It has been a difficult 2021 for Tua Tagovailoa, largely due to reasons outside of his control. Let’s look at the Miami Dolphins’ second-year QB’s season so far to see if he is playing like the star Miami desperately needs him to be.
Injuries have hampered Tua Tagovailoa’s statistics
Thanks to injuries to his ribs and hand, Tua has only played in four full games so far this season. In fact, his status for Miami’s Thursday Night Football game against the Baltimore Ravens is currently in doubt.
As a result, Tua’s statistics haven’t been fantastic, only totaling 1,040 yards, 7 touchdowns, and 5 interceptions through the air. His statistics look slightly better when you include the 62 yards and 2 touchdowns he has added with his legs.
Still, the real concern for many isn’t Tua’s low statistics but rather their cause. Tua struggled with severe injuries in college and has now missed five games early in his NFL career. Even if Tua were lighting up the scoreboard every game, those injuries would create serious concerns regarding his longevity in the NFL.
And while there are a myriad of other factors hurting Tua’s production, including an abysmal offensive line, injuries to vital wide receivers, and questionable coaching decisions, none of those factors can even come into play if Tua can’t stay on the field.
Using advanced metrics to evaluate Tua’s play
Tua Tagovailoa’s injuries, along with the struggles of those around him, make it difficult to properly evaluate his abilities as a passer.
Fortunately, there are other methods for evaluating players than just raw box score statistics. Let’s turn now to the Offensive Value Metric (OVM). The OVM is a grading system created by the (Bx) Movement to evaluate players based on how much they contributed to the production of their statistics rather than the statistics themselves.
In his limited time this season, Tua has earned a grade of 25.13. That ranks 13th out of 37 qualifying quarterbacks. It is also a slight improvement over his grade from last season (23.55).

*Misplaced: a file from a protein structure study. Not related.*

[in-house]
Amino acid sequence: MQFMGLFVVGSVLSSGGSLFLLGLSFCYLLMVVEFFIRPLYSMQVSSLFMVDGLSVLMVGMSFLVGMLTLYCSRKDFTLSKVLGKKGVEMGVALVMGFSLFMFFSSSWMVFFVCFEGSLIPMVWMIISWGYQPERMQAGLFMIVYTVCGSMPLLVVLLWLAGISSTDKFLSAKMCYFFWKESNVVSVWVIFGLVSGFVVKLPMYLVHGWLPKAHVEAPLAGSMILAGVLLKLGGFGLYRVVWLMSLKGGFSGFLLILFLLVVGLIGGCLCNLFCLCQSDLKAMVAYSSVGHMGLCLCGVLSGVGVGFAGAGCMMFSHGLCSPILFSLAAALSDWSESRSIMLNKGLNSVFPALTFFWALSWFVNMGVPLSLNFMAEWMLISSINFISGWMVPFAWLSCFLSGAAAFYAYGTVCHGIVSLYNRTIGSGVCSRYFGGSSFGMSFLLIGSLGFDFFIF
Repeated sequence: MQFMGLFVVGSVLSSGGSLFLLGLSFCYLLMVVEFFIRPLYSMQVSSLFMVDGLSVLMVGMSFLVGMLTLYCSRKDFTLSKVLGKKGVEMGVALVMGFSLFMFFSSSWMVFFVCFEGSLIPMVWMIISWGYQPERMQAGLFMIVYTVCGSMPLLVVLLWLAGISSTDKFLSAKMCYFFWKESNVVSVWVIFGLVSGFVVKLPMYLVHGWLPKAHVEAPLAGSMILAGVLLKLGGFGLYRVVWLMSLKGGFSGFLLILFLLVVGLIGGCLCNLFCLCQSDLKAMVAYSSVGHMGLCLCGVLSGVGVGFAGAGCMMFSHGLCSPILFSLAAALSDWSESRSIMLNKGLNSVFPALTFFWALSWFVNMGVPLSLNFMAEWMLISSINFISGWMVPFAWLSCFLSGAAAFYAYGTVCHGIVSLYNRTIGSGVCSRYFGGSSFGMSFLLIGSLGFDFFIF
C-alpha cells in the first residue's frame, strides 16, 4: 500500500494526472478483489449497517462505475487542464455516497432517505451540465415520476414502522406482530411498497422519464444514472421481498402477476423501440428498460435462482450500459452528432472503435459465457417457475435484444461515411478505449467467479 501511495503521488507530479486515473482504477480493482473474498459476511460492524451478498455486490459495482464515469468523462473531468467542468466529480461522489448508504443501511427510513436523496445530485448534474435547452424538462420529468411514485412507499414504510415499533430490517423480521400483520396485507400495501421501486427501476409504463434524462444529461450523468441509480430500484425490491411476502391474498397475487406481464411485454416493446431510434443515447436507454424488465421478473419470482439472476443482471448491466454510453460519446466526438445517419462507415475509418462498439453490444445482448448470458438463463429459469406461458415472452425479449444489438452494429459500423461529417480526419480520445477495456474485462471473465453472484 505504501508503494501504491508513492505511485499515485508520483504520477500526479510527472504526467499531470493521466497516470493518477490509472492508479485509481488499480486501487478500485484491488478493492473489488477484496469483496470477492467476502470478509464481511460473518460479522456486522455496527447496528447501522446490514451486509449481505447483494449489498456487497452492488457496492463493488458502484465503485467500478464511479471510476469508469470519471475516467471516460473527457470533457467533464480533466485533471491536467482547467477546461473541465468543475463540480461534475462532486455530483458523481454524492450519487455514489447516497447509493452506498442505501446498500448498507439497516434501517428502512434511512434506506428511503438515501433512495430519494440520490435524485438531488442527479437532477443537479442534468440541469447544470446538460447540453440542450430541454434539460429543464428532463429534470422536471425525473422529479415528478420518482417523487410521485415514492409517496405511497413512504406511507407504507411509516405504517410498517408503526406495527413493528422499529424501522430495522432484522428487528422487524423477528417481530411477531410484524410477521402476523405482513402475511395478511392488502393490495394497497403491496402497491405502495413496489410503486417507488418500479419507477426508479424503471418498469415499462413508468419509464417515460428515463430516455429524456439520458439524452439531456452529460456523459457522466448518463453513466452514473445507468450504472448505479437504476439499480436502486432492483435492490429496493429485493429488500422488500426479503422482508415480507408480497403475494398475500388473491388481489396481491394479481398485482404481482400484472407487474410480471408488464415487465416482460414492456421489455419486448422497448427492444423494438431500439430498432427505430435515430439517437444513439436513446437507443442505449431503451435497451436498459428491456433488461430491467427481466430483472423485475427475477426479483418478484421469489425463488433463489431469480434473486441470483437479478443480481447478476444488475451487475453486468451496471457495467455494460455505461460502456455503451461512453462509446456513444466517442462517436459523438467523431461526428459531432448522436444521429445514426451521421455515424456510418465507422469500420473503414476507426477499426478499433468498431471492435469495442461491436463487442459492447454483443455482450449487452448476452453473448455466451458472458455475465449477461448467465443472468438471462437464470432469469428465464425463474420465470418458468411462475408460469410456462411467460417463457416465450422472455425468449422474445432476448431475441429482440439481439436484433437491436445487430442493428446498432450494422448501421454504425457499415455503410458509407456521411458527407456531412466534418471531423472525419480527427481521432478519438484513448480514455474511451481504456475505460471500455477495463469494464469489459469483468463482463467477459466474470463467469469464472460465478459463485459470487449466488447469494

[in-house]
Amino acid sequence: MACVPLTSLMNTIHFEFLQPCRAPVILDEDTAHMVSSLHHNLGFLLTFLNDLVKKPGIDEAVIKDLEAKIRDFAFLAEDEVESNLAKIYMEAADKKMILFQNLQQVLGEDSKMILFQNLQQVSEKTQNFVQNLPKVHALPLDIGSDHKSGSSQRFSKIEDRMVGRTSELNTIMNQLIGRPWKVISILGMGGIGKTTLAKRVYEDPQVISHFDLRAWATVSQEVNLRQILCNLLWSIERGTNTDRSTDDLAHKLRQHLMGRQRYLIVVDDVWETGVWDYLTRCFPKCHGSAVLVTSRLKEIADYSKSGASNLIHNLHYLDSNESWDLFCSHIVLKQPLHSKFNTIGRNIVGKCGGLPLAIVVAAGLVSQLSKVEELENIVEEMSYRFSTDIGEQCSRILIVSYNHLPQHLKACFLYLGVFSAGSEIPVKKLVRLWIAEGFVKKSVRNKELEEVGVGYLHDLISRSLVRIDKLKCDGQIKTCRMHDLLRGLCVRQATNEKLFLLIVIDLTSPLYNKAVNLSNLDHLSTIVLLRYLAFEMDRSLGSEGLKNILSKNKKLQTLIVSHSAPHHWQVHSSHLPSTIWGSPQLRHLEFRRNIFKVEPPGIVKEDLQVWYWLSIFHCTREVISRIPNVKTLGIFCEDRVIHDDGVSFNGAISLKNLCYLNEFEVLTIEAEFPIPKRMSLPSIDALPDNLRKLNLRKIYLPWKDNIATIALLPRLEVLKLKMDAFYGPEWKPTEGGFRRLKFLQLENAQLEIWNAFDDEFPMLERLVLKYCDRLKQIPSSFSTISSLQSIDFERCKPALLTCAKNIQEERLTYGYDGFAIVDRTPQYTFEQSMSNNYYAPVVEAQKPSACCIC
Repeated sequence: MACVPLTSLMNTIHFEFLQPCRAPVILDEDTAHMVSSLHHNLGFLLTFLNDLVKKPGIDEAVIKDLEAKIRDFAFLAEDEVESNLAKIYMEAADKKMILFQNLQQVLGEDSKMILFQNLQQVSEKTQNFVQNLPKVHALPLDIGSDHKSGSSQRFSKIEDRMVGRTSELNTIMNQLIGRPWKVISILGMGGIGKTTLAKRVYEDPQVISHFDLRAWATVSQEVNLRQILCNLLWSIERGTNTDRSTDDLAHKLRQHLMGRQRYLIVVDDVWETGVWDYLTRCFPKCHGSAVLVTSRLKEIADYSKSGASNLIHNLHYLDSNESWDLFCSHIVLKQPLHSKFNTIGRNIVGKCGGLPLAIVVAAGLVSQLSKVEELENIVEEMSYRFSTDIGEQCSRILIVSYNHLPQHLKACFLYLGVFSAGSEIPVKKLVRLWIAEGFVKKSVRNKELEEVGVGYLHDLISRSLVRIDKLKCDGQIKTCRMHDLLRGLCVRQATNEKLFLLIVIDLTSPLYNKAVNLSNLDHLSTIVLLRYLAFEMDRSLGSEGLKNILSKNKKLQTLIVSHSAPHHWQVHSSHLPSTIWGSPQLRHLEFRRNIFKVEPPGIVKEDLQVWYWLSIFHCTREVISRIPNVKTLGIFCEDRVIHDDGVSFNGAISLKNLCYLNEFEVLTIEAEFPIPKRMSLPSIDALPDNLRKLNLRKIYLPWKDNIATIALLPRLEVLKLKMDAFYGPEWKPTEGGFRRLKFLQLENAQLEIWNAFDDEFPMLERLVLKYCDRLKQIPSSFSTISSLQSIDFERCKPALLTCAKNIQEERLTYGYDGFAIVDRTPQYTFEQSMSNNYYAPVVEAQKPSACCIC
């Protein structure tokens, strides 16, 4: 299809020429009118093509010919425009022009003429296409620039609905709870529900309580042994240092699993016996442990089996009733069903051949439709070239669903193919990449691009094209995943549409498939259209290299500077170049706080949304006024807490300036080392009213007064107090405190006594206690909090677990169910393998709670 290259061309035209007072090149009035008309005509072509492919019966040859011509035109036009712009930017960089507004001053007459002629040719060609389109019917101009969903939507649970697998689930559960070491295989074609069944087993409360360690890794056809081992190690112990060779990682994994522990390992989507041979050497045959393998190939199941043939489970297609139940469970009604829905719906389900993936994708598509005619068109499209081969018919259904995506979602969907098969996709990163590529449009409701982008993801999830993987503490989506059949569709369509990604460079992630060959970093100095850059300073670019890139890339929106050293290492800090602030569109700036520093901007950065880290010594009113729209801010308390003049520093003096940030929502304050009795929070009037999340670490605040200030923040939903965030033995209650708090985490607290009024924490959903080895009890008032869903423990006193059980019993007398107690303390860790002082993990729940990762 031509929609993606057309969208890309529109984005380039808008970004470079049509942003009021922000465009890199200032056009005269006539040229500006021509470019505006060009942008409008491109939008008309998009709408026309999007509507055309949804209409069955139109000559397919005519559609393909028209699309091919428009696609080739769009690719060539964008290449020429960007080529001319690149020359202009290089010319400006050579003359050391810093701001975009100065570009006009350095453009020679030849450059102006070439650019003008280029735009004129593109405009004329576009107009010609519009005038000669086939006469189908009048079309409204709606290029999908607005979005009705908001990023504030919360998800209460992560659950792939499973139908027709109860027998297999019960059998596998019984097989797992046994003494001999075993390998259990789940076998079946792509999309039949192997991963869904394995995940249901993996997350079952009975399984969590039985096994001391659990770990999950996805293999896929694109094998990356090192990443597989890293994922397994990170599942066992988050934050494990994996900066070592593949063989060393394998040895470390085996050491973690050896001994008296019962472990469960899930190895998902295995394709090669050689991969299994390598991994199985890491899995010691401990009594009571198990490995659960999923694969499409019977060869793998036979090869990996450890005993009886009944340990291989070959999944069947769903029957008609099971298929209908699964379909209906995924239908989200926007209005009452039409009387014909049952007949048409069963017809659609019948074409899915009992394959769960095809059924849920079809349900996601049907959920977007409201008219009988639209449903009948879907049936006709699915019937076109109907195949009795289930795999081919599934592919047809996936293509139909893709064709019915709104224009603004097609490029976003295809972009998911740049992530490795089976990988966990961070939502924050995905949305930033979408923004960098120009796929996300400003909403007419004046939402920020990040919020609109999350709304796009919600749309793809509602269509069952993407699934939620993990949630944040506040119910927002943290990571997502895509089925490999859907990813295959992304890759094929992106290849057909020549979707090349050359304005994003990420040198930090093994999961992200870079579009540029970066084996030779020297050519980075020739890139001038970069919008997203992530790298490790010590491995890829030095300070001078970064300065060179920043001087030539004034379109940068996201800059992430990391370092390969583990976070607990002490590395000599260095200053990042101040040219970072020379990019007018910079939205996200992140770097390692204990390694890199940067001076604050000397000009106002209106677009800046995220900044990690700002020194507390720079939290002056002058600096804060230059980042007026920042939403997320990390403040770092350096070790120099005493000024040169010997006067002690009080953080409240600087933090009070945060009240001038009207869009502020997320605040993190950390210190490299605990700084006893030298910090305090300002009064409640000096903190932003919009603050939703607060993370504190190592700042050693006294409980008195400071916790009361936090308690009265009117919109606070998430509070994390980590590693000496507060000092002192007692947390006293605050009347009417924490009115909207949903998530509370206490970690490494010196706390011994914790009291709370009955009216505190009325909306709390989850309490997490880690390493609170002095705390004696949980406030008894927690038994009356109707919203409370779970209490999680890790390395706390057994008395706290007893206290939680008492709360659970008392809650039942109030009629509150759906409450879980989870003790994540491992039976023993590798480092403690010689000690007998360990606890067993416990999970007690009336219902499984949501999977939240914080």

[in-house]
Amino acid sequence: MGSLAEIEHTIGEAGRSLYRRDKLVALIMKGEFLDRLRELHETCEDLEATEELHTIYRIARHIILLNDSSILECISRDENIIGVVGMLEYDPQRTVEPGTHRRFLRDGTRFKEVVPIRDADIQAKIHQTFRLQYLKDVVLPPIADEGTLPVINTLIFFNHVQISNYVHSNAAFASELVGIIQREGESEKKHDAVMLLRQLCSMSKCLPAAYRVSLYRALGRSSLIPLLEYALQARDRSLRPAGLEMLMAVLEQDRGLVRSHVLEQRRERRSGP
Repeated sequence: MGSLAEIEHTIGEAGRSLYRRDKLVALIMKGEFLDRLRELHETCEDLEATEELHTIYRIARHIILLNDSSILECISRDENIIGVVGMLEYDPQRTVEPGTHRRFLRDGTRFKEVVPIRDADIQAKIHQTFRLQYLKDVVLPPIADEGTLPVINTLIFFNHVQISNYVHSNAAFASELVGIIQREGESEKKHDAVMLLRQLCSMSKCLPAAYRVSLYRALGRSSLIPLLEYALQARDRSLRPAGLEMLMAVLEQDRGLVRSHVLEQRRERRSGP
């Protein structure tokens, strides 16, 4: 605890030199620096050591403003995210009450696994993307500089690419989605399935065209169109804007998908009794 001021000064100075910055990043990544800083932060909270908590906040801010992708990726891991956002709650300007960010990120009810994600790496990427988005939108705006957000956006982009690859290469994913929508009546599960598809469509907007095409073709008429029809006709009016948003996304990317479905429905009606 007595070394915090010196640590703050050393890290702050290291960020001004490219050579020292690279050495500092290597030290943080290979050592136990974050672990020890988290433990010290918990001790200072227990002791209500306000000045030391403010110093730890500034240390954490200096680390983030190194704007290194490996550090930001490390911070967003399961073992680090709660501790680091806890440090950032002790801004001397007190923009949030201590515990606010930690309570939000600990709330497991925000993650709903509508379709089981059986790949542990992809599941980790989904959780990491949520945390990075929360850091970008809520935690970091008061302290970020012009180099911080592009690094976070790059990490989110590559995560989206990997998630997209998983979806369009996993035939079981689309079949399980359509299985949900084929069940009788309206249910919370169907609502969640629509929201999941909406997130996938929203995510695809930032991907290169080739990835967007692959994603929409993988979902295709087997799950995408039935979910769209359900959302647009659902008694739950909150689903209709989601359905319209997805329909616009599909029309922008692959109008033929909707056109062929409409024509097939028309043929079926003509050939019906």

In other words, when he’s been on the field, the Dolphins QB has been in the top of half of the league despite the many issues surrounding him.
Tua’s weekly grades from the last two seasons
To further illustrate Tua’s OVM improvements from 2020 to 2021, let’s see how the Dolphins QB performed each week.
You can see his weekly grades in the charts below, marked by the black dots. For comparison, the average grade for quarterbacks from the respective seasons is represented by the yellow line.
In 2020, Tua started incredibly poorly. His grade of 1.6 was one of the worst by any quarterback that season. He followed that up with a string of solid performances but fell off at the end of the season.
So far this season, though, he has managed to avoid any truly disastrous performances. None of his grades have been below 20 points, and most have been above the league average. Hopefully, he can continue that trend when he is next able to play.
The advanced metrics behind Tua’s OVM grade
To understand why Tua has earned a fairly impressive grade so far in 2021, we need to look at the advanced metrics involved in calculating it.
We can start with a criticism Tua often faces — he doesn’t throw deep passes. And the data shows that to be a valid complaint. Across all of his pass attempts, Tua is averaging 7.3 air yards, the sixth-lowest average in the NFL.
He fairs slightly better on his completions, though still not spectacularly, with 5.4 air yards (eleventh-lowest). Tua’s completion statistics aren’t anything special either; his percentage of 65.6% is lower than most of the NFL’s other quarterbacks. And according to the NFL’s projections, it is only 0.5% higher than expected, a differential that also ranks relatively poorly.
So, why isn’t Tua’s grade significantly lower? Well, despite primarily attempting shorter passes, he isn’t simply throwing to wide-open running backs out in the flats. Tua is throwing into tight coverage on 19.7% of his attempts, higher than all but two other players.
Whether it is due to poor coaching or a lack of talent, Tua’s receivers never seem to be open, a problem that continues from last season.
Tua must do more to prove himself
Despite playing reasonably well by many different standards, Tua hasn’t been able to convince many fans (or, more importantly, his coaches) that he is the quarterback of the future in Miami.
Whether that’s fair or not, all Tua can do is continue to play at a high level. Hopefully, he can play on Thursday and for the rest of the season. That way, he can continue to prove himself, either to the Dolphins or to whichever team he plays for next.